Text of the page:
Instead, my Santa in 2020 came from the hand of love, which does not need desperate pleas, but tenderness and devotion. Receiving gifts on this date does not exactly fit into the traditions of my native country, whose Communist regime has crushed the Christmas spirit for decades. 
I can proudly look back on 2020 without forgetting from where I come. While the whole world tries to erase it from memory, it has been my “Year Zero” when I began to build my new life in every way.  

This year has put many challenges and new experiences in front of me: The first and most difficult one was to be released from ICE custody, which kept me in their jails for 11 months. Then came learning how to drive (it wasn’t that difficult); perfecting my rustic English (a task that has not yet been completed); working in a restaurant (I had never done anything outside of media before); be independent (I moved to Wilton Manors with my boyfriend); support the new president as an activist; collaborate with this newspaper that gives me the opportunity to support my community; stay healthy in the middle of this pandemic and endure the sadness that I feel each day for the family and friends I left behind, among other things.  

The year that we begin today is going to be better. And I say this as an imposition because it is our positive spirit that will help us overcome all the bumps in the road and will allow us to look to the new year with hope.  

Welcoming 2021 in the magical place of Walt Disney World has definitely contributed to that, but above all I am confident that I will not be alone on this journey of growth that has opened up in front of me. Conquering 2021 may seem like an overly pretentious plan, especially for an immigrant who is just beginning to take his own steps in this great country. But if I have learned anything in life, it is to dream big, and 2021 will not be the exception.
  
By MICHAEL K. LAVERS

Tears were welling up in my eyes on Aug. 8, 2019, when I promised Yariel’s mother in Cuba during a phone call from his aunt and uncle’s home in suburban Miami that I would do everything in my power to secure her beloved son’s release from ICE custody. It took far too long for that day to come, but on March 4 he was sitting in the passenger seat of my rental car as we drove away from the privately run River Correctional Center in rural Louisiana.  

More than nine months later, I could choose to focus on the fact that Yariel spent nearly a year in the custody of an out-of-control agency that forces those who seek refuge in this country to endure abuse and dehumanization. I could choose to focus on politicians who use cheap rhetoric to advance a xenophobic agenda. I could choose to focus on the fact that I fractured my left arm hours before Yariel’s release and it took six months to heal. I will, however, avoid the chance to wallow in self-pity because that’s not what this op-ed is about.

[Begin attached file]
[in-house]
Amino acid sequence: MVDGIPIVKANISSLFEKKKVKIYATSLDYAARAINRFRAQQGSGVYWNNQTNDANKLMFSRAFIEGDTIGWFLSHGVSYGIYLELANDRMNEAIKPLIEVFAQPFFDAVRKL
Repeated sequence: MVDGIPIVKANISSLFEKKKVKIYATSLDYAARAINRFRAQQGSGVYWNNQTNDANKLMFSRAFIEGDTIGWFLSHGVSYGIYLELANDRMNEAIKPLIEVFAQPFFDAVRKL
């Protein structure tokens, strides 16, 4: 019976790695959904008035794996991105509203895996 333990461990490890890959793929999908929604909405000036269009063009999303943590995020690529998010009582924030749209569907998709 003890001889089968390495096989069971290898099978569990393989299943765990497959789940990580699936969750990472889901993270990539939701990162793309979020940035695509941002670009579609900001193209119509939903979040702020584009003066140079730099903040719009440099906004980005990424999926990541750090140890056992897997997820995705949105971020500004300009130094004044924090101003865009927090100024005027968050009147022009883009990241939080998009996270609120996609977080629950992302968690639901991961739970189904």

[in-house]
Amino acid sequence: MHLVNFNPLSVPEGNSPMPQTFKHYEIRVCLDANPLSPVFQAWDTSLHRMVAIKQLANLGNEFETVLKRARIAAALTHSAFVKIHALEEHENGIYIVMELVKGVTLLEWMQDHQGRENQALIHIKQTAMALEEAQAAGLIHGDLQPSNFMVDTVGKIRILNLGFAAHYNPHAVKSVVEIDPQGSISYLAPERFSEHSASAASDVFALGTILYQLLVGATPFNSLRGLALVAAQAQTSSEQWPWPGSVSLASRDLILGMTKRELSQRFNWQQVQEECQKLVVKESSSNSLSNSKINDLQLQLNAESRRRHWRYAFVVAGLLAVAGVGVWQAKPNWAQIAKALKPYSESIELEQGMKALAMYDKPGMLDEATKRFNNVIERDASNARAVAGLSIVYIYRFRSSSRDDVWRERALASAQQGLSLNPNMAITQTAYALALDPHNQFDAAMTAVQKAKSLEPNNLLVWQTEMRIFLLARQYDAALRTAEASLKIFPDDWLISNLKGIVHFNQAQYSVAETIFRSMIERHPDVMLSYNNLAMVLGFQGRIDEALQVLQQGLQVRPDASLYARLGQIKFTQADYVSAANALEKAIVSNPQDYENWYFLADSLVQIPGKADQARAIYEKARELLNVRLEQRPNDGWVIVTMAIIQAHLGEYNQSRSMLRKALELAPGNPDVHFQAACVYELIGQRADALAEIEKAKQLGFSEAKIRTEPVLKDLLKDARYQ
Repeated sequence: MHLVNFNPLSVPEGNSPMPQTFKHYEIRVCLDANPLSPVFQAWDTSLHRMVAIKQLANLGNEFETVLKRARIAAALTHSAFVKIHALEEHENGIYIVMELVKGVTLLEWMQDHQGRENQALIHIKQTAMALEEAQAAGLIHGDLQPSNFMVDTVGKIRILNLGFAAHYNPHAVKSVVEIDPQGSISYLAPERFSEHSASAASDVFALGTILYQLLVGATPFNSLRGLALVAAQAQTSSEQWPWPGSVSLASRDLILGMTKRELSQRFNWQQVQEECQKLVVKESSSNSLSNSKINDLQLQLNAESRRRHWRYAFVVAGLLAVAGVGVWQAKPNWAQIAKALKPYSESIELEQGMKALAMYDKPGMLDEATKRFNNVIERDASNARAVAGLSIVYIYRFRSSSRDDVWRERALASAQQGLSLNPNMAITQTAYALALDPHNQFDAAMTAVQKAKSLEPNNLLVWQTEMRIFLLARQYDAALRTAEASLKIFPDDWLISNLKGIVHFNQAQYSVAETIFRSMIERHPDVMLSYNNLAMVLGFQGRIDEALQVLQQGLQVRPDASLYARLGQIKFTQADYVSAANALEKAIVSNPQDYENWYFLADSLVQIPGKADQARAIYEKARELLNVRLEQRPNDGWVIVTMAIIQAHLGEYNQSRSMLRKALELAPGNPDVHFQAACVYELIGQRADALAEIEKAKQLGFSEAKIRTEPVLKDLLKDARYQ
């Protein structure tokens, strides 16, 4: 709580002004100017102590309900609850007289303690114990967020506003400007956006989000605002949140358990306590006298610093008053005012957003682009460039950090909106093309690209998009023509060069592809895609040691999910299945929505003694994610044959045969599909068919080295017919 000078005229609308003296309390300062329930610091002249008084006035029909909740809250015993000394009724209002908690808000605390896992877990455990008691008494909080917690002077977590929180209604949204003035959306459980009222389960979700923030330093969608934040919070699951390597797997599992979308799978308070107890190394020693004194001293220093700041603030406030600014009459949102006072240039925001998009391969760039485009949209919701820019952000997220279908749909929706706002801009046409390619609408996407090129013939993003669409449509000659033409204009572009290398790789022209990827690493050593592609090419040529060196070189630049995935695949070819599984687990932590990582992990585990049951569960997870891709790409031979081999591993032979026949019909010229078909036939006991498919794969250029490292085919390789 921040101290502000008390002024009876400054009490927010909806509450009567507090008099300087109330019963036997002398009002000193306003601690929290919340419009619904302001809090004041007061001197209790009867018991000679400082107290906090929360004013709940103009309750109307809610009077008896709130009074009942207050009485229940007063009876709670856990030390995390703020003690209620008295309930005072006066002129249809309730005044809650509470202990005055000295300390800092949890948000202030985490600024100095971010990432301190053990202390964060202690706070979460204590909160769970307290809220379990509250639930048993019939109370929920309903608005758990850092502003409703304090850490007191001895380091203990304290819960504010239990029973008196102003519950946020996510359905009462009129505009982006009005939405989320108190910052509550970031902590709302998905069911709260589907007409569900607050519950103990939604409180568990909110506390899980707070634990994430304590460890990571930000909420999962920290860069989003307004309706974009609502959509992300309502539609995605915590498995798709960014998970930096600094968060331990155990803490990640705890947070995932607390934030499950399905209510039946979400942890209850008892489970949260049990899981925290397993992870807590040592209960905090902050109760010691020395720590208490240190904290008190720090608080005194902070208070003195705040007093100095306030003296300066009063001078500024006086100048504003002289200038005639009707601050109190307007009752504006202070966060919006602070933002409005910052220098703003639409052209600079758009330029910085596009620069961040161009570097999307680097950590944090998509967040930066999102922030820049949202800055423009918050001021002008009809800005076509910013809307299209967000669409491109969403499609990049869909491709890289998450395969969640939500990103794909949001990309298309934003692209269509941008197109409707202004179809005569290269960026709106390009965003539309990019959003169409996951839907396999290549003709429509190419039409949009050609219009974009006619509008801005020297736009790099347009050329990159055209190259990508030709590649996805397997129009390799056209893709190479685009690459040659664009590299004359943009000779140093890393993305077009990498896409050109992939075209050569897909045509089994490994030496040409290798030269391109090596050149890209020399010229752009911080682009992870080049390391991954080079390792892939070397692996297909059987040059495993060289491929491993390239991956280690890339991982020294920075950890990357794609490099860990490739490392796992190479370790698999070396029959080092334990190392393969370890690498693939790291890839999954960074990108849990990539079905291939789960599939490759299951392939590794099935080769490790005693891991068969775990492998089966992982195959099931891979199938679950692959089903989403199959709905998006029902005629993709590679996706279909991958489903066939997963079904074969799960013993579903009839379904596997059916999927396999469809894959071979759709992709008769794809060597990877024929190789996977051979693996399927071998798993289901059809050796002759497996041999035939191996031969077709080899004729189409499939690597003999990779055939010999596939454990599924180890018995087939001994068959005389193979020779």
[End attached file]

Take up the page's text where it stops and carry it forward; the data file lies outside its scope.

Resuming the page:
Yariel is proof that immigrants truly make America great. He is now living with his boyfriend in Wilton Manors, and has become an active and productive member of the community. Yariel’s reporting continues to highlight the human rights abuses in Cuba that forced him to flee. His advocacy on behalf of other immigrants and ICE detainees continues to inspire me more than he will ever know.  

This year has been horrible for so many reasons, but I am immensely thankful that Yariel in 2020 was finally able to begin living his best life in freedom without fear of persecution. He remains an inspiration to me and to countless others. ¡Te quiero mucho mi querido hermano!

Yariel Valdés González is a Blade contributor; Michael K. Lavers is the Blade’s international news editor.

The post 2021 is the year to dream big appeared first on Washington Blade: Gay News, Politics, LGBT Rights.

Washington Blade: Gay News, Politics, LGBT Rights


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Washington Blade: Gay News, Politics, LGBT Rights: ‘This Is Who I Am’ explores generational, physical distance


This is who I am, gay news, Washington Blade, Evren Odcikin
Evren Odcikin is associate artistic director at the prestigious Oregon Shakespeare Festival.

‘This Is Who I Am’
Through Jan. 3, 2021
Woolly Mammoth Theatre Company
$15
woollymammoth.net

“Queer, Middle Eastern, American, immigrant, and theater artist: Fortunately, all those identities live together and work for me,” says Evren Odcikin, associate artistic director at the prestigious Oregon Shakespeare Festival (OSF).